Admittedly, there are circumstances when we need to mask our emotions for our kids, like at the doctor’s office. It doesn’t do them any good to freak out right before they’re about to get an armful of shots (OMG! That’s going to hurt so bad!). However, without being conscious of it, we spend a lot of time teaching our kids how to be good fakers. We encourage them to have a good attitude regardless of how they feel, be a good sport and turn their frown upside down. I’m a big fan of “fake it ‘til you make it” but my dog made me aware of the irrefutable fact that if my intellect and emotions are at battle, my emotions will always win.

It’s funny to me that I assumed that being a parent of children would make me a better dog owner. Instead, my dog is teaching me about being a good parent and a balanced human being.

13 Comments on “Can a dog make you a better parent?

  1. This is such an amazingly insightful post that I’ve bookmarked it in order to come back to it and read it with a less zombified brain. I could so relate to your frustrated-assertive-faking-calm-while-fooling-humans-but-not-dogs-or-humans-of-the-children-variety energy. I was the exact same way with my dog Louisa, who was my first and only dog and with whom I’ve practiced parenting but made every possible mistake with, assuming that dogs are to be treated like little humans. This is smart and amazing and deserves a second read with a well rested brain. Off to share this!

    Like

  2. We are the same way about Cesar! We already had kids before we got dogs and discovered him but you are so right about how his message helps me understand that my kids also need rules, boundaries and limitations. He’s made me a better dog parent too but you are right, you can BS the rest of the world but the dogs (we have two rescues) KNOW.

    Both of our dogs are as different as our children. One is a beagle. She’s the cutest thing ever but is definitely not the snuggle type. Her concerns are food, sleep and bathroom…in that order. Unless you’re feeding her or letting her out she’d rather not be bothered. Then we have a Brittany/Beagle mix. He’s the one that wants to be with you at all times. He’s very sensitive to the energy happening around him. He’s also a little unbalance because I can’t convince him that he can relax…I’ve got this!

    I love them all and am so grateful for Cesar Milan. He’s made me a good dog owner and a better parent.

    Great post Karen,
    Sherry

    Like

    • I’m grateful for Cesar too! At some point, we’re going to get another rescue dog but we’re not in any rush. I want our kids to be old enough to really understand what it means to be a pack leader (they’re 3 & 5). Thanks Sherry!

      Like

  3. I have had a total of 3 cats over the past 5 years. One I gave to my sister when I went on student exchange across the country. The other one was my ex’s and he took it with him when he left. The third I just got last June.
    With my first cat, he was very attuned to my energy. When I was upset in any way, he would go bonkers. At this point I was usually stuffing my feelings (during my alcoholism and divorce) and he knew it. So instead of being the calming presence I wanted, he went a little cuckoo.
    My cat now is the opposite. I’ve learned more and more that expressing my feelings isn’t harmful. I think she gets this. I routinely have crying sessions at my house, just moving things through. She is very affectionate about it. She usually will climb up on my lap and fall asleep. I think maybe because I am now much more affectionate and allowing towards myself.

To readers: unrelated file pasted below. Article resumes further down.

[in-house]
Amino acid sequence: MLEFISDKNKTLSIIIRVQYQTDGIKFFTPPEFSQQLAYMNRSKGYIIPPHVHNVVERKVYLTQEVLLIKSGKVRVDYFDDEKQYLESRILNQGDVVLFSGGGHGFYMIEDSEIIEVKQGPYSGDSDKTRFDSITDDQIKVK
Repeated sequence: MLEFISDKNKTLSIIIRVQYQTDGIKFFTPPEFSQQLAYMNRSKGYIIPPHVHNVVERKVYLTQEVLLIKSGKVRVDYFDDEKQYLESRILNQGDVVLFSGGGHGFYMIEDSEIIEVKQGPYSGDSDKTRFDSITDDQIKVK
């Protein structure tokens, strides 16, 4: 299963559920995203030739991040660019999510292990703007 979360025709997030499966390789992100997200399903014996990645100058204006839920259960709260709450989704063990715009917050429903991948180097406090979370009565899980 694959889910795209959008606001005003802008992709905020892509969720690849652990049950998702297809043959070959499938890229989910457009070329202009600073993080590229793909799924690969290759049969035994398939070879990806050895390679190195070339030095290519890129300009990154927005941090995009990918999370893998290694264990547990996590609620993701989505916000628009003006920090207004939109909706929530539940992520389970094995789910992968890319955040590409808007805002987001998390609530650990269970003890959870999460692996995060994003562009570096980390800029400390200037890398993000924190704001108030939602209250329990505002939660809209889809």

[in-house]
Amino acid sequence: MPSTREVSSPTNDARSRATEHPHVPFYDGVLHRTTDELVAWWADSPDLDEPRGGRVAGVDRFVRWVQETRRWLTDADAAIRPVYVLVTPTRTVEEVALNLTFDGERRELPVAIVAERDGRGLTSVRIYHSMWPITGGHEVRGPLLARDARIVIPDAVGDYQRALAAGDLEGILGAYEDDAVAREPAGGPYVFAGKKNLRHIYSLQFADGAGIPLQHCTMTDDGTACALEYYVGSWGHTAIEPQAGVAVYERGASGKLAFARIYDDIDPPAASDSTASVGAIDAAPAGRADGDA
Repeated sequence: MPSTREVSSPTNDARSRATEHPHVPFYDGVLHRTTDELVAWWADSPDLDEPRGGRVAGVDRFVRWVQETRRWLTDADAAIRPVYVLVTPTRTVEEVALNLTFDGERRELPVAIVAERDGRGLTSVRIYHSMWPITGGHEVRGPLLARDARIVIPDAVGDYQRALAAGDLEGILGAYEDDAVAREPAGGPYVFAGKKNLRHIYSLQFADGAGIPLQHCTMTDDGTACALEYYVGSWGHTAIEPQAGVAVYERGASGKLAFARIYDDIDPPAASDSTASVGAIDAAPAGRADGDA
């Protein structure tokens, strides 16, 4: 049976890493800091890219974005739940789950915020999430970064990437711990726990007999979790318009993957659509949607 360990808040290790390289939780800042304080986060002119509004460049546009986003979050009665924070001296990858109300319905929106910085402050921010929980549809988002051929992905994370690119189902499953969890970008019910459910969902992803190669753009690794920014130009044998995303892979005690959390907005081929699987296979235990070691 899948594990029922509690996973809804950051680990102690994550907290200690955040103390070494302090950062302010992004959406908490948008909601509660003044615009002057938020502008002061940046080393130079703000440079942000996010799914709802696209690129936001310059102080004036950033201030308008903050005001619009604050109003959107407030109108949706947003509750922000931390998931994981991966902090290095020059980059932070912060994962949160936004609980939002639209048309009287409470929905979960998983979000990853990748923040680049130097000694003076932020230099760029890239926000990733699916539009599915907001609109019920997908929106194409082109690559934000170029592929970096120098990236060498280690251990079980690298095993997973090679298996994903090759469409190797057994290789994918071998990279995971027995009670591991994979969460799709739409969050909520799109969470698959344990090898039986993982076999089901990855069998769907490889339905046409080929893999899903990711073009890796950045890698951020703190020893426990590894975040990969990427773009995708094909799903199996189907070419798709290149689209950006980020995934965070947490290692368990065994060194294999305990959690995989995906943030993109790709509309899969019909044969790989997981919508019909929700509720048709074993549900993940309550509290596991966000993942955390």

Interesting how animals are such good barometers of where we are at emotionally and spiritually…

    Like

  4. Very recently my son said to me, “Mommy, are you mad at me?” I was mystified… what had I done to make him ask that question? I don’t even think I had spoken to him, and I certainly wasn’t angry with him. But I was pissed off about something else, and his question made me stop in my tracks. There is a human being present in the room, and the human being in question’s world is wrapped up in me. So I stopped, took a deep breath, and said, “No, but I am upset about some other things. I am going to let them go and talk to you now.” His smile, and our subsequent interaction, made me forget (even as I am typing this) whatever silly thing had me in a snit in the first place.

    So important to remember that we are modelling behavior for our children, even when we are not directly interacting with them. Such a great post, and a great reminder that honest, authentic communication is the way to go. Thanks Karen!

    Like

    • They’re little sponges for sure. I’ve had similar interactions with my kids and had to tell them that they’re not the cause of my stress/frustration. A little explanation goes a long way so that they don’t feel responsible for our feelings. I never got that lesson as a kid and ended up being very co-dependent. Thanks Josie!

      Like

  5. We have a cat like Rocky. He’s a great stress barometer. Love this post. Will be chewing on the message for awhile.

    Like

  6. ah the ‘fake until you make it’ philosophy… I knew someone that felt this is the only way to go – and I always felt that it was sham to ‘never let them see you sweat’ – but, then again, some of us have no choice in the matter – we cannot fake it 🙂 I typically tell people I’m gonna start to sweat! So sometimes I feel that I reveal too much –

    But either way – I think that animals have a lot wisdom to offer if we just watch and observe. I would like to think b/c they cannot ‘fake it’ that they are ever alert to what is ‘really going on’. And have no ability to ‘put on the happy mask’ – could you imagine if animals (other than us) could dissemble – that would be the weirdest thing going. Maybe cats – but I think they are just aloof in general (and I love them)…they don’t dissemble, they just don’t give a fig.

    Great post – so many things, I think, can make us more enlightened and balanced people – if we are open to it. And that you are totally open to it is what will make you – well, ultimately… you.

    Like

%d bloggers like this: